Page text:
After being released from prison, felons often struggle to re-enter society. Many rights people take for granted are lost upon the conviction of a felony and may never be returned. These rules vary on a state-by-state basis. The right to own firearms is likely the most problematic of those lost.
In North Carolina, the Felony Firearms Act (Article 54A § 14-415.1) states that if you have been convicted of a felony in North Carolina or have been convicted of a similar crime in another state, you are no longer allowed to own a firearm. The only way this right is not lost is if the felony conviction pertains to antitrust violations, unfair trade practices, or restraints of trade. Also, if you are not convicted, but are instead acquitted of certain crimes by reason of insanity, the right to own firearms is also lost.
The only firearms felons can own are antique firearms (as defined by NCGS G.S. 14-409.11.). Antique firearms are firearms manufactured on or before 1898 or replicas of such firearms (if the replica is not redesigned to use more modern ammunition). This essentially means that a felon can inherit or buy guns that were either used or are equivalent to those used in the Spanish American War, Civil War, or any earlier war, but cannot own firearms that could only have been manufactured after 1898.
Without getting a pardon, the only way to have your right to own firearms restored is if the conviction is for a single nonviolent felony. You can petition the district court in which you live to restore this right and the court may restore your right to own firearms if it has been 20 years since you have had your civil rights restored under Chapter 13 of the North Carolina General Statutes (or the equivalent in the jurisdiction where the felony occurred), you has been convicted of no other felonies or misdemeanors since the conviction, and you are not otherwise disqualified from having your firearm rights restored (such as being a fugitive from justice, an unlawful user of controlled substances, or being dishonorably discharged from the Armed Forces of the United States).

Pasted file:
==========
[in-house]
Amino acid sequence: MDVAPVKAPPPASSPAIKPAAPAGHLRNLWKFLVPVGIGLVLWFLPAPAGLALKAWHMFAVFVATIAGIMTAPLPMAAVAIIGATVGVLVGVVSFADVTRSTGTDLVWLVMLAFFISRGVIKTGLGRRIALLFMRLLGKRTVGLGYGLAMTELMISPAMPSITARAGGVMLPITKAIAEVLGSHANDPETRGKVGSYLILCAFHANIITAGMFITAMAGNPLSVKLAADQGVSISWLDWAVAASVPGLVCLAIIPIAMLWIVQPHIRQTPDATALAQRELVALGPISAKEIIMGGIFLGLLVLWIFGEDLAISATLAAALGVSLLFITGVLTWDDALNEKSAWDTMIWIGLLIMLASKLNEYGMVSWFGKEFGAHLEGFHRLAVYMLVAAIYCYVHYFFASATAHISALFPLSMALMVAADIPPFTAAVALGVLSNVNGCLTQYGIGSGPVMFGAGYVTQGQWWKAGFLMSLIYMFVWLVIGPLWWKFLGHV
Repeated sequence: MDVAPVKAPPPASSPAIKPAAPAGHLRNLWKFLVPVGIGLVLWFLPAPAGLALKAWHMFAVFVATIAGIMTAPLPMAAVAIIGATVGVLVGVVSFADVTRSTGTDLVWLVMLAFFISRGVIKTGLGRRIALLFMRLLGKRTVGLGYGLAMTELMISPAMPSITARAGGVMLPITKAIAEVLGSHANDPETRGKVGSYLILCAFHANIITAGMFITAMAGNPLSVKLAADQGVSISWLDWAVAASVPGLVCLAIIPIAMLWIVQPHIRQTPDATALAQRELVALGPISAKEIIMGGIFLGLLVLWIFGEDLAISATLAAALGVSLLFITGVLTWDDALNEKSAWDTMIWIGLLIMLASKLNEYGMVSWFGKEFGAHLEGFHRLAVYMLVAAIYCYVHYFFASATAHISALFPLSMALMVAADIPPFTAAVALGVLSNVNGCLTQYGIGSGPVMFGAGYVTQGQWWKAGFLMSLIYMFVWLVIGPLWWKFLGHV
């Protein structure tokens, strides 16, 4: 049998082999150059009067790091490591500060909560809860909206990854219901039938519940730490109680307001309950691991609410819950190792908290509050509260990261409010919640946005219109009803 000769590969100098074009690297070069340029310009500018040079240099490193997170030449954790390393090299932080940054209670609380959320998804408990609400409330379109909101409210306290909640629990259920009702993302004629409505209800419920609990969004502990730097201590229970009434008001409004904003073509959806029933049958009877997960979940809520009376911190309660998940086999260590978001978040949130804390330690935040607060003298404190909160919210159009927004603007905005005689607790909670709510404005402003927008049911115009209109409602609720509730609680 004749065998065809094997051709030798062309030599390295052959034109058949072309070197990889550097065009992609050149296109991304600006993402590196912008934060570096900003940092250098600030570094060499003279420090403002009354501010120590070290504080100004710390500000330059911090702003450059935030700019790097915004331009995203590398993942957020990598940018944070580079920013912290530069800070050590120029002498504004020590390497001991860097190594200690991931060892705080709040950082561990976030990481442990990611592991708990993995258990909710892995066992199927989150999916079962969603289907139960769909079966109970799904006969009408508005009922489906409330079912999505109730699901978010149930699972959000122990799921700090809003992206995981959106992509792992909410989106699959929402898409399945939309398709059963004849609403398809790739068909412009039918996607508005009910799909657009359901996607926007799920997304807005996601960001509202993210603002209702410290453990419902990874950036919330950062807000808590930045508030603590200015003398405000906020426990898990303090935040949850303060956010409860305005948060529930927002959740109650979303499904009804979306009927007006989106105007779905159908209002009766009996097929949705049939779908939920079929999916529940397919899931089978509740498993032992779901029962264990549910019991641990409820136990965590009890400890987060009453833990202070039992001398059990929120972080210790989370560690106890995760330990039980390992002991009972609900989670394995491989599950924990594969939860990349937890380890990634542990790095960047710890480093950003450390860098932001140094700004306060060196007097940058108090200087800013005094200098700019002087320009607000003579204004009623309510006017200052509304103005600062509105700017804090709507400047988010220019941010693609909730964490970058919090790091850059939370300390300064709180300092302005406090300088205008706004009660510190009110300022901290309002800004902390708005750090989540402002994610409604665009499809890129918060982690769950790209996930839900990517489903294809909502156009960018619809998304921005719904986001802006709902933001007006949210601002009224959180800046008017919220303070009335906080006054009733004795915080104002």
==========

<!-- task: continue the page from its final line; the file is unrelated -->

As pointed out earlier in this post, every state has different rules and before you attempt to purchase a firearm it is it is highly encouraged to contact a lawyer. If you attempt to purchase a firearm after committing a felony and have not done what your state requires, you risk committing another crime that can put you back in prison.
King Law Offices is a full-service law firm with an outstanding team of professionals who work diligently, creatively, and compassionately on behalf of our clients each day. Contact King Law and let us help you at 888-748-KING (5464) or by filling out our consultation form. We have offices located across western North Carolina and upstate South Carolina. We are here to serve you and to guide you as we navigate this journey together.